Why do 1031 exchanges fail?
Tax deferral is the goal of every 1031 exchange, but sometimes, despite the best efforts of exchangers and QIs, exchanges can fail. Often, this is because the exchanger doesn’t identify a suitable replacement property within the allowed 45-day window. Other times, an identified replacement property becomes unavailable, leaving the exchanger without options.
How can we mitigate the risk?
Even in the event of 1031 exchange failure, there are better and worse outcomes. If a property is sold and then the exchange fails in the same calendar year (2020, for example), the capital gain will be recognized in the year of the sale (2020) and the exchanger will need to pay the capital gains tax on their next tax due date (in 2021). But anytime an exchange process begins in one year and continues into another — thereby “straddling” the 1031 exchange over two tax years — the opportunity exists to treat the sale as an installment sale. This pushes the realized gain into the later year (2021), meaning the tax isn’t paid until the year after that — in this case, 2022.
The result is effectively a mini-deferral (for one additional year) of tax on the capital gain from the property sale. Put another way: timing your 1031 exchange carefully can result in a one-year “interest-free loan” from the government in the event of 1031 exchange failure.
How does it work?
This is not a tax shelter. “Tax straddling” is accomplished by shifting from IRC Section 1031 to another tax code section — IRC Section 453 — which allows a seller to defer recognition of a portion of the gain on the sale of an asset where at least one payment is to be received by the seller after the close of the taxable year in which the sale occurs.
Choosing a “tax straddling” window
To take advantage of this hedge on 1031 exchange failure, there are two windows of opportunity during which you should relinquish your property. The most straightforward is the period from November 17th through December 31st (the last 45 days of the tax year). If you relinquish property during this window, you don’t even need to identify replacement property to realize the tax straddling benefit. At the end of the 45-day period granted to identify replacement property, if you have not done so, you will realize the capital gain from the property sale — but by then it will already be a new tax year.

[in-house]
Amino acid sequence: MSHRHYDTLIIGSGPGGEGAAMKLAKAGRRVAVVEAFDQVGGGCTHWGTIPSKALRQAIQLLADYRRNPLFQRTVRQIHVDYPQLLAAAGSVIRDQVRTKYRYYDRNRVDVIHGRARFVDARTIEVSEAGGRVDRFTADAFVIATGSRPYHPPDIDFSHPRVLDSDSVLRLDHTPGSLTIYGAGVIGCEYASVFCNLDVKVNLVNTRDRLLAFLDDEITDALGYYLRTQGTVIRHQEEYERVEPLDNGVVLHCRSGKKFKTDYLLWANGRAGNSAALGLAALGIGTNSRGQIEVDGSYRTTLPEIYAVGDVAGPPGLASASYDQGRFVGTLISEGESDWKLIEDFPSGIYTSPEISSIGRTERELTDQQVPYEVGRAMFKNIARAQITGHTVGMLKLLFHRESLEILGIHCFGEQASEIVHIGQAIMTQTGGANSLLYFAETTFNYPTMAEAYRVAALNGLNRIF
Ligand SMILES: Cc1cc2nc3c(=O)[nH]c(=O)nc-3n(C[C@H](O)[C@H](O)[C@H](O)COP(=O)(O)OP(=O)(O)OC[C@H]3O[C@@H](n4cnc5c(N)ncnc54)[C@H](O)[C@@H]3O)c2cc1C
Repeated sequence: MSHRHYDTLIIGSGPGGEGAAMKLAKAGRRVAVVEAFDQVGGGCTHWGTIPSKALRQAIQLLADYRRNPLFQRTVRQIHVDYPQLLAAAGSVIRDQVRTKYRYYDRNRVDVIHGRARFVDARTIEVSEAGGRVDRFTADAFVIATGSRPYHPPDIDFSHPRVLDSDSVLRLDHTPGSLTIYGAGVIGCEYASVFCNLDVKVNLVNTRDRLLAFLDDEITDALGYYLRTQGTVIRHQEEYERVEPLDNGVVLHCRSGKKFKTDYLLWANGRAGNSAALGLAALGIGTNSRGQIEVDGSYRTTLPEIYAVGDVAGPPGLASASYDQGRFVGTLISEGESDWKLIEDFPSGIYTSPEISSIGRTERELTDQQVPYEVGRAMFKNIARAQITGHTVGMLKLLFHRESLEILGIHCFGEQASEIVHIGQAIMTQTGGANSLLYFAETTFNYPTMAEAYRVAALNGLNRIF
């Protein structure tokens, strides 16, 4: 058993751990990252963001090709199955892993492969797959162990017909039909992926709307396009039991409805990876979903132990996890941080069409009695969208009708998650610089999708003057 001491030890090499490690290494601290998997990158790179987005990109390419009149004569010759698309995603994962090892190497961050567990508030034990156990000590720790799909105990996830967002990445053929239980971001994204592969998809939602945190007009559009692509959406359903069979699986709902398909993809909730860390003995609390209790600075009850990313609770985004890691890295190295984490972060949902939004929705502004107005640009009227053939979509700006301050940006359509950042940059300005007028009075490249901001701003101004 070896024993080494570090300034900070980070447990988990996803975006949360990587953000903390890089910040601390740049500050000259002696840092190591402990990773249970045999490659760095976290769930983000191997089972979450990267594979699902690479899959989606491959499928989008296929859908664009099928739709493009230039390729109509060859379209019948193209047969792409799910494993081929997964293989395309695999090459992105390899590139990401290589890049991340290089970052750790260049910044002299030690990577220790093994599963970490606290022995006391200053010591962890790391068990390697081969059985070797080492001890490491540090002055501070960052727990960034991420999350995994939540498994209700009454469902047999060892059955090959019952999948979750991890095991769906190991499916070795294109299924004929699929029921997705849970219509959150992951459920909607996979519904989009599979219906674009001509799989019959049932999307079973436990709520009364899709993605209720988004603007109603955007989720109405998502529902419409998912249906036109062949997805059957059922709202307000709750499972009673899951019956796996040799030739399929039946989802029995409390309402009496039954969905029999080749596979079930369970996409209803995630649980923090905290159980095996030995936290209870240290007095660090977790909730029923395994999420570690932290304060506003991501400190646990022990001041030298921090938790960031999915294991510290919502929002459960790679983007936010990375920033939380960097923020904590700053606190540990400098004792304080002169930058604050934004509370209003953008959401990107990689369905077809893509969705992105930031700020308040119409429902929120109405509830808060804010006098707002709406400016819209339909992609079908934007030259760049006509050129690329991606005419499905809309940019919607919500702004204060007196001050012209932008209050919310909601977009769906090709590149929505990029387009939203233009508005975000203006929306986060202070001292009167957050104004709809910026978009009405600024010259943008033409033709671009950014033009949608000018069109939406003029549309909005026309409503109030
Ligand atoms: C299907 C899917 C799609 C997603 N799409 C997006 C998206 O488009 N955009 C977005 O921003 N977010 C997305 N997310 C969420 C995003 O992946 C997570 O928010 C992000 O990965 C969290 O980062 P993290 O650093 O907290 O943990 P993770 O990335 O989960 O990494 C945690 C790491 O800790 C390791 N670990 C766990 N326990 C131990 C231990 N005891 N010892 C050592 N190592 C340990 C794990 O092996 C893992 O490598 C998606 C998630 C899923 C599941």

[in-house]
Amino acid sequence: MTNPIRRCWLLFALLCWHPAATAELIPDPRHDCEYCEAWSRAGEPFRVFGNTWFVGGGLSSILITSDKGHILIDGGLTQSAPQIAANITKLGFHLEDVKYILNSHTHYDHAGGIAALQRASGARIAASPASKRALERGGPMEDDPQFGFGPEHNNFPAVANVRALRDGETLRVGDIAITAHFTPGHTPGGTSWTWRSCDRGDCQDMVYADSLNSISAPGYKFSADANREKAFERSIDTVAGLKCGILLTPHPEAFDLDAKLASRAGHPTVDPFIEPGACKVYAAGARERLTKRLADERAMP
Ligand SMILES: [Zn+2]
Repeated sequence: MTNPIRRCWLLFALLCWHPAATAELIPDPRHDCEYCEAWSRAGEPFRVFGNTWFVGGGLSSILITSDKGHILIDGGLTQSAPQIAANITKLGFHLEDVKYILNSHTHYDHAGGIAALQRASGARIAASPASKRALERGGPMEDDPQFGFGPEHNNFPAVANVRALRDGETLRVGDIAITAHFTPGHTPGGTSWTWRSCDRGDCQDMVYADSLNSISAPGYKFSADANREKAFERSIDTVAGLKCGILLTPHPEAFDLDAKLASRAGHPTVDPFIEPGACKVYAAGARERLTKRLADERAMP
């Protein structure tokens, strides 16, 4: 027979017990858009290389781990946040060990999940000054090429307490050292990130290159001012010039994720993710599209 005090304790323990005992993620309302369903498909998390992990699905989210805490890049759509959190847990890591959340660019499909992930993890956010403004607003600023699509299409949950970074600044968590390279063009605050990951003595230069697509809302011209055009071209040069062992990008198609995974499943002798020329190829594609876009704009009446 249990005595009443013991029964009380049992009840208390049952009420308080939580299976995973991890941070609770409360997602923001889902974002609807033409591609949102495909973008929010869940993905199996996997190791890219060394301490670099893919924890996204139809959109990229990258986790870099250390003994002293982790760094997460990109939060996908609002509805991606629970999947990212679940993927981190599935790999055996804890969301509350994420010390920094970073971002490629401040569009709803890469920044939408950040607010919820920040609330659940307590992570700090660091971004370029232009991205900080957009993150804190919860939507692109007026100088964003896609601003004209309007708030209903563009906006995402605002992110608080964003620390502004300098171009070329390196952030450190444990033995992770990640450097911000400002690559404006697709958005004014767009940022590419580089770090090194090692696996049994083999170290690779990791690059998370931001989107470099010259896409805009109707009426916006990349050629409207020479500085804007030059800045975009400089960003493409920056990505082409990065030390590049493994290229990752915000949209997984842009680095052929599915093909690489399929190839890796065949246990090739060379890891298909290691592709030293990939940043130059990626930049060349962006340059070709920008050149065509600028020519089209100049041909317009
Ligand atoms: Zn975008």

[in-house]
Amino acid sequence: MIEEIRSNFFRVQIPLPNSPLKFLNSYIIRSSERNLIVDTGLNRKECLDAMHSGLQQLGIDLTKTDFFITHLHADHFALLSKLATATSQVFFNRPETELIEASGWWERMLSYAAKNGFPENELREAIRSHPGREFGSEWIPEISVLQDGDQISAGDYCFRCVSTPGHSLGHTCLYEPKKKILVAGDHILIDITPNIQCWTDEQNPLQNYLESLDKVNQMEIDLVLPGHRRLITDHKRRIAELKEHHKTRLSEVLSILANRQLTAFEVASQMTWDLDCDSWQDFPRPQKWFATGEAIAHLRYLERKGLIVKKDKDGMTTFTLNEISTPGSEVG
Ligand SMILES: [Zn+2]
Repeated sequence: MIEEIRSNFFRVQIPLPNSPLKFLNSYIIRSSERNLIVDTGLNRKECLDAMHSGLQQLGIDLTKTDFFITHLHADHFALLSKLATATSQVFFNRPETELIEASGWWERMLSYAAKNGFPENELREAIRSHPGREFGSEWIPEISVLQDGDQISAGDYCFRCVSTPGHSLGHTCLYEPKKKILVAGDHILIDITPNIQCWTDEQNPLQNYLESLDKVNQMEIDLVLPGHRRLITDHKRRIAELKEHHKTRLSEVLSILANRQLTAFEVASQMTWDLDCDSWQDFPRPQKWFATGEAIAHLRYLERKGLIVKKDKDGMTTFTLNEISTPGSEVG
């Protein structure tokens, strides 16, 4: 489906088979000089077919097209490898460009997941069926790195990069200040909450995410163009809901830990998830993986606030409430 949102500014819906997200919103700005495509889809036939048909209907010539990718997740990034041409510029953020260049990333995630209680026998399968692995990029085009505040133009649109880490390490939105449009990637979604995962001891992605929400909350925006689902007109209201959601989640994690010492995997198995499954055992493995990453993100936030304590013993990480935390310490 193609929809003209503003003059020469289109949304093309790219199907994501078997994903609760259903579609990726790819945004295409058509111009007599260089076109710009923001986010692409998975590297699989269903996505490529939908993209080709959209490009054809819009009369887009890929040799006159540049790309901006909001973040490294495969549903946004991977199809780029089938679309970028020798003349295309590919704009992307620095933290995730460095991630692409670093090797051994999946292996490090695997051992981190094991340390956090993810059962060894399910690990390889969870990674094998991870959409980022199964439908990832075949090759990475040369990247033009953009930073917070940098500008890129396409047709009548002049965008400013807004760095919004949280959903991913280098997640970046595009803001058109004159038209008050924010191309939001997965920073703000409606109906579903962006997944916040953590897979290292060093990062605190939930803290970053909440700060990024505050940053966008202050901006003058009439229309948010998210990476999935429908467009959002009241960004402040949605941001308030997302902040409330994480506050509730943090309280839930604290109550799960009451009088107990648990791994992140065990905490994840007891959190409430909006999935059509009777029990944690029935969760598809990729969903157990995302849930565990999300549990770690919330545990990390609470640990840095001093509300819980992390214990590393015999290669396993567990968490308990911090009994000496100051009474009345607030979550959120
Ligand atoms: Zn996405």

It’s also possible to benefit from “tax straddling” on property relinquished between July 5th and November 16th, but in this case you will need to identify replacement property — otherwise, the exchange will fail within the earlier tax year, and you will owe tax on your subsequent tax due date (just as if you had sold the property outright, rather than attempting a 1031 exchange).
One should never enter into a 1031 exchange if he or she ultimately desires to cash out of the investment. The 1031 exchanger must satisfy a “bona fide” intent-to-exchange requirement prior to being able to seek installment sale treatment through IRC Section 453. It is imperative that you confer with your CPA or attorney to ensure that your transaction is executed properly.
If you are required to make quarterly estimated tax payments, or if your tax-paying entity is classified as a partnership or corporation, it’s crucial that you discuss this approach with your CPA to assess your potential benefits. Cases in which tax straddling may not be permitted could result in the imposition of interest and/or late penalties.
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What can we help you exchange?
At JTC, we’ve put together an industry-leading track record of 1031 success, across tens of thousands of transactions and more than 25 years in the business. And we’ve built a cutting-edge administration platform, called eSTAC®, from the ground up to maximize your transaction security and transparency.
If you’re considering a real estate exchange, you’ve come to the right place. Talk to a JTC Representative today!